The blogger then changes the subject to the Turkish (and Middle Eastern) perception of presidential candidate Barack Obama. Referring to a passage from The Observer, in which a reporter hears from ordinary Turks about Obama, the blogger expounds on the subject of Obama's race:
The reporter, like many, focuses on Obamaâ€™s blackness as an asset outside of the United States. It is not quite PC to ask whether or not it would be a hindrance. My view is that, when one gets to a certain level of power, his color does not matter whatsoever. He will be treated with respect by heads of state, though there may be some gaffes on the part of European or Asian leaders.
It is interesting, though, to ask, just for askingâ€™s sake, whether or not Turks, Syrians, Egyptians, or other peoples in the Muslim world would elect someone like Barack Obama. My guess is that they would not. (The status of blacks in Middle Eastern countries, in everyday life and even folk traditions lead me to this conclusion.) This also makes me skeptical as to the extent to which Obamaâ€™s â€œfaceâ€ could dissuade people in the region from becoming or remaining anti-American. There is an exceptional amount of severe contempt that many Levantines hold for black people (and other dark skinned people), that many Westerners, especially Americans, entirely miss. I do not know for sure where it comes from on the whole. Part of it is surely the identification of blackness with social and racial inferiority, the result of the fact that blacks and most dark-skinned Arabs have slave ancestry (Arabs have very little sympathy for the descendants of slaves, especially from what African-Americans who have been to the Gulf have told me, and my own understanding of the way that most Arabs view black people). Being black is not as much an asset in the Muslim world as it is in American white liberal circles. What is an asset for Obama in these places is more that he is a winner and that he is black. Arabs like rags to riches stories and the idea of overcoming societal hindrances. It is a fairly common theme in classical Arab-Islamic literature.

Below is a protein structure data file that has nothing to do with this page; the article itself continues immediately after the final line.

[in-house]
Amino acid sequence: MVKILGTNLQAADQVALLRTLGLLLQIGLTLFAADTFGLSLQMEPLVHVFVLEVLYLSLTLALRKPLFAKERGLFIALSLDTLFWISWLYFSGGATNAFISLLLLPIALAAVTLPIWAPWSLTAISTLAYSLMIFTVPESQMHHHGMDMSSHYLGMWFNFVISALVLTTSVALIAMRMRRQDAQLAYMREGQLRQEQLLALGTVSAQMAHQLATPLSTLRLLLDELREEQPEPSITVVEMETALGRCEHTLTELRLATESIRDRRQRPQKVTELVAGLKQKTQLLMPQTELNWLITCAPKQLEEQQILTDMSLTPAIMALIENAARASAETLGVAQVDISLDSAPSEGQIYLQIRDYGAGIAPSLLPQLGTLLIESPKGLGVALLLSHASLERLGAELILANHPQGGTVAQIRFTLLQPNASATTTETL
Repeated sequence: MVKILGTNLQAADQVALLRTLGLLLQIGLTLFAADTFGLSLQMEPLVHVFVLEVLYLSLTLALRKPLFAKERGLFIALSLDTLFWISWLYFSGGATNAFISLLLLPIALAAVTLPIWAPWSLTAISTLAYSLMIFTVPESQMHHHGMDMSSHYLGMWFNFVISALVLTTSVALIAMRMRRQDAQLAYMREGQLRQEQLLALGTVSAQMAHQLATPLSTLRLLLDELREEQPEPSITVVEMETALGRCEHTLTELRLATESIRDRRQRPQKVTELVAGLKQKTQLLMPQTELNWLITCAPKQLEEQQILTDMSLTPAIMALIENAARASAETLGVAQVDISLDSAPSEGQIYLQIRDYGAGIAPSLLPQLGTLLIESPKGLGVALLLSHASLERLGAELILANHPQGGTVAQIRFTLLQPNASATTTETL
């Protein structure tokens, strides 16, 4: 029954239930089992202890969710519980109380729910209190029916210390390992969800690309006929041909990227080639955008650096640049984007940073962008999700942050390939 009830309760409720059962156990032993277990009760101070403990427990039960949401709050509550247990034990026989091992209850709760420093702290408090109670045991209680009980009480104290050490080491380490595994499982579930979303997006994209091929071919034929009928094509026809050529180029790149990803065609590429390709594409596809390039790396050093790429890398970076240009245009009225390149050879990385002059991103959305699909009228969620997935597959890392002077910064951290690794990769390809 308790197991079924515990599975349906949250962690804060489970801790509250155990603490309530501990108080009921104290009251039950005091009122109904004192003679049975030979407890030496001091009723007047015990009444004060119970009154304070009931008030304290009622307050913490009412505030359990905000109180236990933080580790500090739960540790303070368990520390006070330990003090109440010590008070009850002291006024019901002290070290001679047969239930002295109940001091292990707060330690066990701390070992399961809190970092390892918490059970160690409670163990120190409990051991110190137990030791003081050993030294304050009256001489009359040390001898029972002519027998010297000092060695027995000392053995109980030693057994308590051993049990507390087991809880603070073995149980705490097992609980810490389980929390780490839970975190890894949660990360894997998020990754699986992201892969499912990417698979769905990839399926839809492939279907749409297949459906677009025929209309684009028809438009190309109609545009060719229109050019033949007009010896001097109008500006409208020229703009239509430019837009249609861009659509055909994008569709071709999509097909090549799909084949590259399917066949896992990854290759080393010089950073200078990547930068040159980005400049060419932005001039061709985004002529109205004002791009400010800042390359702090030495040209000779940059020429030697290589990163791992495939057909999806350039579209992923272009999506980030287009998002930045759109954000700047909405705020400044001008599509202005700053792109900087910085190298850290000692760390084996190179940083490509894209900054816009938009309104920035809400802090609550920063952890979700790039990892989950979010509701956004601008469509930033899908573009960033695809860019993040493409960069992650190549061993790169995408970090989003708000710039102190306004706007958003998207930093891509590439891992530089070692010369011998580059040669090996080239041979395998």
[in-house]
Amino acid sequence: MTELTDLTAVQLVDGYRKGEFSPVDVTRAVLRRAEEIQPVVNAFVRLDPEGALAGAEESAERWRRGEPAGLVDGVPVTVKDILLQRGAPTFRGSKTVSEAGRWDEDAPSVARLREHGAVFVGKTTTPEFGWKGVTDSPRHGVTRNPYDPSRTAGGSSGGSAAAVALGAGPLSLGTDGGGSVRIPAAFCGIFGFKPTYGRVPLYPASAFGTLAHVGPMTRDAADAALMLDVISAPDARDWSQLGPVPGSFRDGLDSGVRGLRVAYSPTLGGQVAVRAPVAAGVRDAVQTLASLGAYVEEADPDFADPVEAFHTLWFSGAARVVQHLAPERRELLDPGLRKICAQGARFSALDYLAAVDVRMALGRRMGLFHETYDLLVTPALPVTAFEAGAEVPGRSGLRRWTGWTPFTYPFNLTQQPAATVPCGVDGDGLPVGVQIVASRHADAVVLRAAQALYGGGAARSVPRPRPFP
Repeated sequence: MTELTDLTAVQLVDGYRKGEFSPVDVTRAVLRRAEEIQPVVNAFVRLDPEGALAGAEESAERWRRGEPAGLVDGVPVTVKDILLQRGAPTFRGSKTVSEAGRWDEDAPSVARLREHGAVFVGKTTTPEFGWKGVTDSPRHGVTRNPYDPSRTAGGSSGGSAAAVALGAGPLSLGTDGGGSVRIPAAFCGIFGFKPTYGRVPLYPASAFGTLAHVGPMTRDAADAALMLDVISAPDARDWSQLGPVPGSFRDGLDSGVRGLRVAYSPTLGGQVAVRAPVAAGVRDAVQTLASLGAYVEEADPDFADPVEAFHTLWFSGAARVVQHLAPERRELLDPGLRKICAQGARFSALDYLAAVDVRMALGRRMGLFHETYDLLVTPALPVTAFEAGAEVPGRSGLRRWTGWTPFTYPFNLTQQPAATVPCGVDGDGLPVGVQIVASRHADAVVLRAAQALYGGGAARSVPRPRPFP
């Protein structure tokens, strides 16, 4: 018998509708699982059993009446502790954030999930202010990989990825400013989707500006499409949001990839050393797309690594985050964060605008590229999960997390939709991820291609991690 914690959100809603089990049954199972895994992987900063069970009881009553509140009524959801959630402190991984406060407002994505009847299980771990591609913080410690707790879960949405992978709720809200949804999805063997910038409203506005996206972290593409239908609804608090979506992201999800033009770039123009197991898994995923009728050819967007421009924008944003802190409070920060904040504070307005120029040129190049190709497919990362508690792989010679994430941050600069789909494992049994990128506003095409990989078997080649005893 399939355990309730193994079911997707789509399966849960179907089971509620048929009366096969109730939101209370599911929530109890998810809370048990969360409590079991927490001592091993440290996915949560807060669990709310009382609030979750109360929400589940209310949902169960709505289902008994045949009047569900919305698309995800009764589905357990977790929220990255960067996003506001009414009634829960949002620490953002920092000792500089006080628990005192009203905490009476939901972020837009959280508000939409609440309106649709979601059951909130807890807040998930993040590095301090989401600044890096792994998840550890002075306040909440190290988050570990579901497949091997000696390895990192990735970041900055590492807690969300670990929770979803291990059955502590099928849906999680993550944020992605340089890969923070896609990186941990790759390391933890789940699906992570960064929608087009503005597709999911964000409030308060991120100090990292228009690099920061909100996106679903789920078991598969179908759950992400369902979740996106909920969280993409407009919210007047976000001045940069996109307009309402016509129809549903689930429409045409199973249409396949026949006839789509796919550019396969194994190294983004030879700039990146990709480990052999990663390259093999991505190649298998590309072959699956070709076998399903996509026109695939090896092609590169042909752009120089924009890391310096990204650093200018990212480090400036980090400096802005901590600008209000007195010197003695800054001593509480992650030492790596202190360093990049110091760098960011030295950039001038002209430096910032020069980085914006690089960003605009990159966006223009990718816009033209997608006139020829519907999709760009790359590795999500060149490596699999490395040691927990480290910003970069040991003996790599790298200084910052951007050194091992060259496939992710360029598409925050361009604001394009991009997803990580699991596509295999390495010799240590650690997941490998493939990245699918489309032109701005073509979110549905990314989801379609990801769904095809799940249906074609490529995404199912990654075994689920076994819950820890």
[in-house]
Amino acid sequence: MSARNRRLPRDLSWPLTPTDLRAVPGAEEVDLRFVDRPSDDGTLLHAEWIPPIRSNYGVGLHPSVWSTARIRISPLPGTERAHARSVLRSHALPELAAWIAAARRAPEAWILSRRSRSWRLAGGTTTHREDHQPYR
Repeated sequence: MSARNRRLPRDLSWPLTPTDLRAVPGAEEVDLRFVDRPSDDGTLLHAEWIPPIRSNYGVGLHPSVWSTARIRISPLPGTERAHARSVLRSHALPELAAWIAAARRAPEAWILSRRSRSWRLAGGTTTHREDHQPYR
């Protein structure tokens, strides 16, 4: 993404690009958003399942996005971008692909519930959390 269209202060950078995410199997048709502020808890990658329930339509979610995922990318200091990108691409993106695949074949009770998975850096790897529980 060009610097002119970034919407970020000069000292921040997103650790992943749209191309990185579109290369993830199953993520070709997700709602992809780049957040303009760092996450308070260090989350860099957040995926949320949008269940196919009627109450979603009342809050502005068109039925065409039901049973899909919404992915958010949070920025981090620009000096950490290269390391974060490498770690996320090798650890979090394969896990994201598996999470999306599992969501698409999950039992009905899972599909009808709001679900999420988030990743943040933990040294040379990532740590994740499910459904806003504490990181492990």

In response to this last section, alle comments:
Interesting point, and youâ€™re right that no one has asked the obvious, if Obamaâ€™s background could be a hindrance as much as help.
(Arabs have very little sympathy for the descendants of slaves, especially from what African-Americans who have been to the Gulf have told me, and my own understanding of the way that most Arabs view black people)
I donâ€™t disagree with you about racial prejudice in the Arab world, but it needs to be differentiated between regions. The Gulf is probably at an extreme end, given that slavery persisted until the 1970s there, and was very white-on-black. In the Saharan countries, you also had slavery until very recently (in some areas still), but there it was less skin color than bloodline, even if they generally coincide. And itâ€™s not just a side effect of slavery: consider the Janissaries, of Greek or Albanian descent, whose descendants may enjoy very high status (and also be â€œwhiterâ€ than most Arabs where they live).